You may already know the story of Whose Names Are Unknownand its path to publication. If so, you may wish to skip the next paragraph. I'm including it because I found it fascinating. Truly, it's the primary reason I picked this novel up.
In the 1930s, author Sanora Babb was working as a volunteer for the Farm Security Administration in California. She helped in the camps for displaced farmers. Under the recommendation of Tom Collins, the same Collins who served as the primary source for The Grapes of Wrath, Babb began to compile notes about her experience. Twice, she crossed paths with John Steinbeck. Babb went on to write about the workers and the camps in Whose Names Are Unknown. In 1939, she found a publisher for the novel in Random House. All was set. Then The Grapes of Wrath became a sensation. It won the Pulitzer. It won the National Book Award. It was the best selling book of the year. And suddenly, Random House was no longer interested (though they did pay her). In fact, no publisher wanted anything to do with Babb's novel. All knew it would be viewed at best as an anti-climatic follow-up to Steinbeck's novel, at worst a horrible imitation. So Whose Names Are Unknown remained unpublished and unknown until it was picked up by a university press, sixty-five years later, in 2004.
Since its publication, there has been some question as to whether one writer was trying to trying to capitalize off the other's project. Some question as to whether one writer used the other's notes. Personally, I think both were just moved by the situation and had the same great idea at the same time. Unfortunately for Babb, her time came a tad too late.
Undoubtedly, there is quite a bit of similarity between the two novels. Both focus on an Oklahoman family, despite the fact that the Dust Bowl affected other states as well. Both show their journey to California, bouncing around from camp to camp. Both show the desperation of a family being pushed to its limits. While I strongly feel Whose Names Are Unknown stands on its own, I agree with the publisher: at the time, it would not have had the best results.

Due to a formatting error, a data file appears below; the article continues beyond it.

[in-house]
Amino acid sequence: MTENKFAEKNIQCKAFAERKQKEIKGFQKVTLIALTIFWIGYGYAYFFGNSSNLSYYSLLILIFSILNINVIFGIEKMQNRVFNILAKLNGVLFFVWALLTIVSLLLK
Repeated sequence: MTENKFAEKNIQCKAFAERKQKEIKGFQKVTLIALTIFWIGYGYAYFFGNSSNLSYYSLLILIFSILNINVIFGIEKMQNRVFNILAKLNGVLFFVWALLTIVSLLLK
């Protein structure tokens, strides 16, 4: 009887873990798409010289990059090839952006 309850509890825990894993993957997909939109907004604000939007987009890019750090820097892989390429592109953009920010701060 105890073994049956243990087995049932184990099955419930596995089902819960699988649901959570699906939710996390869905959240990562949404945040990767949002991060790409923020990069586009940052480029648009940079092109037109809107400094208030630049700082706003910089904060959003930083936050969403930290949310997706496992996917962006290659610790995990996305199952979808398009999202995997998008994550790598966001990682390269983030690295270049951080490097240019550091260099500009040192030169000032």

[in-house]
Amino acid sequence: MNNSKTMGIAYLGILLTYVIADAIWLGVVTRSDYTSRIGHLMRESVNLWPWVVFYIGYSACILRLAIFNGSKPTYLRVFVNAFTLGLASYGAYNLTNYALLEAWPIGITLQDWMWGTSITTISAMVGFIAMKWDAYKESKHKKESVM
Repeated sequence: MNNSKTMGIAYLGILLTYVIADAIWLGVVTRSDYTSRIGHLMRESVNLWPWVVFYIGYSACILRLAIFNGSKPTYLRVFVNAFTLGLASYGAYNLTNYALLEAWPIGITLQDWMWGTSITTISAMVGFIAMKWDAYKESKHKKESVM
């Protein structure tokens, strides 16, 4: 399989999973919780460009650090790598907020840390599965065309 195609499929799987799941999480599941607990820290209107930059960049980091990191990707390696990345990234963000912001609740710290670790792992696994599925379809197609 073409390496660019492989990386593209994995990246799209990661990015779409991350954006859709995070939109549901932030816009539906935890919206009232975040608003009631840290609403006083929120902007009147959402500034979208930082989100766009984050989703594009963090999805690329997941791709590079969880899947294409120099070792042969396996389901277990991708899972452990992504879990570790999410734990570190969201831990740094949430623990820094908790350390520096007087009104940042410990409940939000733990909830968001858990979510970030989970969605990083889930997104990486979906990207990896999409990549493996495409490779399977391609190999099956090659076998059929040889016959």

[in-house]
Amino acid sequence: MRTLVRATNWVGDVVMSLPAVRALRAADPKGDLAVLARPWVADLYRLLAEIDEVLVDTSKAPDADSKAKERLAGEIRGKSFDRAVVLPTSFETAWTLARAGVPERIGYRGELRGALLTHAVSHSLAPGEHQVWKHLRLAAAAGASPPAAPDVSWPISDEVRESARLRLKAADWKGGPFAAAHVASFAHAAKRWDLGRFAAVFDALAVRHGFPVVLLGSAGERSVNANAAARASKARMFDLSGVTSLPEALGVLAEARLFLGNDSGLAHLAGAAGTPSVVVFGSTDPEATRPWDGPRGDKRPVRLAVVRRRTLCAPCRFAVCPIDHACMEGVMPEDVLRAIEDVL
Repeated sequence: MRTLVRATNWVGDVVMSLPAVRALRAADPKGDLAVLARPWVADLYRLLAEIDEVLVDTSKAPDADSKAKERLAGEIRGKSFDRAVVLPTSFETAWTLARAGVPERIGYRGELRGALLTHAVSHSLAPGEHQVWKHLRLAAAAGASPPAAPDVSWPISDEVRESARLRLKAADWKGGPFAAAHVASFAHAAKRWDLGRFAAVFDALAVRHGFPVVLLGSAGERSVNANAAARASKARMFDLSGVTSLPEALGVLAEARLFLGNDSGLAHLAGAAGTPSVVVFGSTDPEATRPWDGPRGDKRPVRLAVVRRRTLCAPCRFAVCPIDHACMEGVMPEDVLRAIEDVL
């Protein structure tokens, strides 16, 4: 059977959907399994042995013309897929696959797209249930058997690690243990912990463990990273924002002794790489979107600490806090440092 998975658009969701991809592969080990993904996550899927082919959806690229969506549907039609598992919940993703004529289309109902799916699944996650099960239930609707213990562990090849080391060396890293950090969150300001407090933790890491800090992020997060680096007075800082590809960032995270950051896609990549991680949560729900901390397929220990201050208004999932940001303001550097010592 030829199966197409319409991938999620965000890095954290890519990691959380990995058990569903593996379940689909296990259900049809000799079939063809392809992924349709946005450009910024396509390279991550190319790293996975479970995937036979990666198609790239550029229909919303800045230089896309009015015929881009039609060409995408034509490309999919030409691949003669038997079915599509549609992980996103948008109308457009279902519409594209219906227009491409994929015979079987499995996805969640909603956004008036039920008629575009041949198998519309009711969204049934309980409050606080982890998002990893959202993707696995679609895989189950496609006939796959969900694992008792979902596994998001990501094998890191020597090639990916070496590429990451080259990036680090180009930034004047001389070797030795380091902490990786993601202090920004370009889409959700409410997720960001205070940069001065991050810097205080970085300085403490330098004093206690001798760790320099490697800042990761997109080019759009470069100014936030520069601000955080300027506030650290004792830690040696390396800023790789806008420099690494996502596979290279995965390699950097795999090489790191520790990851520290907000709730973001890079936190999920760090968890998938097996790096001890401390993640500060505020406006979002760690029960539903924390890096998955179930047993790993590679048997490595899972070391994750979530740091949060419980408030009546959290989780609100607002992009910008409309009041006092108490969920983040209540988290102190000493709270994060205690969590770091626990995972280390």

Yet, Whose Names Are Unknown is not The Grapes of Wrath. Yes, the plots and characters are certainly similar. Even the tone of both pieces, a tone of sadness and protest, was similar. But while Steinbeck moved the Joad family out west as soon as he could, Babb took her time moving the Dunne family. While Steinbeck was much more obvious with his meandering metaphors, Babb stayed primarily focused on the central plot. While Steinbeck unleashed the longest work he'd written up to that point in his life, Babb kept her story incredibly concise. Two sides of the same coin? Yes. But both were stellar in their own regard.
As a long-time Steinbeck fan, I'm quite partial to Steinbeck. That said, Whose Names Are Unknown could've easily earned a place alongside The Grapes of Wrath in my heart, but it did fail on one regard: it was too concise. There are times when the Dunne family seems on the brink of collapse. Then the next chapter they're getting along decently. There's no bridge or explanation. This was particularly noticeable at a point in the story when the family is thrown from their small home with all their possessions. The next chapter, the family is in their kitchen with all their possessions. Was this a new home? The old? What happened? There are a few too many moments such as these that keep an observant reader asking, “what did I miss?” I can't help but wonder if word got out about Steinbeck's upcoming novel, and if there wasn't a rush to finish this one. That would certainly be a logical reason for some of the holes in the story. Even with the holes, however, the reader can surmise what happened in the in-between and not miss too much.
So fellow writers, remember the lesson of Babb and Steinbeck: while you're sitting on your wonderful idea, a muse may be handing your novel to another writer. Not that I think Babb was sitting on her idea, or made any wrong choices in the matter, but it's still a valuable lesson. No, I think the misfortunes of Whose Names Are Unknown can be chalked up to the cosmos or fate or chance or whatever you want to call it. Fortunately, we now have access to this great work, and while it may be too late for the migratory workers of the 1930s, it might be just in time for our current mounting troubles with the climate and worker's rights. Maybe the fates had reason to delay this novel's publication.